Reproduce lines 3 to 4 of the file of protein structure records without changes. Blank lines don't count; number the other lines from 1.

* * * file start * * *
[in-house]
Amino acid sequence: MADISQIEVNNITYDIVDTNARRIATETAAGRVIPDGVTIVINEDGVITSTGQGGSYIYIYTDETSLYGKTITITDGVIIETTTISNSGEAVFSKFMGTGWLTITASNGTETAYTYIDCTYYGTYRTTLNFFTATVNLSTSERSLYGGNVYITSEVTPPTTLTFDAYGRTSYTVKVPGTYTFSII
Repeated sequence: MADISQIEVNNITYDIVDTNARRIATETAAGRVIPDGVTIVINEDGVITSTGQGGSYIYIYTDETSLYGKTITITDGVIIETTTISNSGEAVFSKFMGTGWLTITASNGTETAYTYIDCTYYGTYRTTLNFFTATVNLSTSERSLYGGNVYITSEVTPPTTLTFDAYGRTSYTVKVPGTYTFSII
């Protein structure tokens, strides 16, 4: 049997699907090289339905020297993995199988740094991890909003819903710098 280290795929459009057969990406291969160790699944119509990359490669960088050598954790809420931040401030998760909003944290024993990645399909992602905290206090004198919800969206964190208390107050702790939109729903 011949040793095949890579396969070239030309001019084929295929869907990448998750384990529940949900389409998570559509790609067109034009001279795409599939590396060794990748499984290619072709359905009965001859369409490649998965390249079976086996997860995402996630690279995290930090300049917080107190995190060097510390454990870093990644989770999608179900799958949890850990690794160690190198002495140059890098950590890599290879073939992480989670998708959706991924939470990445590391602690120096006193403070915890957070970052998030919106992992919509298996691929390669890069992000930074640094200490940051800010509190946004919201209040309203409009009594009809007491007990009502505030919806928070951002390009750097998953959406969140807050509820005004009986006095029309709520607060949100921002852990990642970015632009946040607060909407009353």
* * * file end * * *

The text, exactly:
Repeated sequence: MADISQIEVNNITYDIVDTNARRIATETAAGRVIPDGVTIVINEDGVITSTGQGGSYIYIYTDETSLYGKTITITDGVIIETTTISNSGEAVFSKFMGTGWLTITASNGTETAYTYIDCTYYGTYRTTLNFFTATVNLSTSERSLYGGNVYITSEVTPPTTLTFDAYGRTSYTVKVPGTYTFSII
């Protein structure tokens, strides 16, 4: 049997699907090289339905020297993995199988740094991890909003819903710098 280290795929459009057969990406291969160790699944119509990359490669960088050598954790809420931040401030998760909003944290024993990645399909992602905290206090004198919800969206964190208390107050702790939109729903 011949040793095949890579396969070239030309001019084929295929869907990448998750384990529940949900389409998570559509790609067109034009001279795409599939590396060794990748499984290619072709359905009965001859369409490649998965390249079976086996997860995402996630690279995290930090300049917080107190995190060097510390454990870093990644989770999608179900799958949890850990690794160690190198002495140059890098950590890599290879073939992480989670998708959706991924939470990445590391602690120096006193403070915890957070970052998030919106992992919509298996691929390669890069992000930074640094200490940051800010509190946004919201209040309203409009009594009809007491007990009502505030919806928070951002390009750097998953959406969140807050509820005004009986006095029309709520607060949100921002852990990642970015632009946040607060909407009353």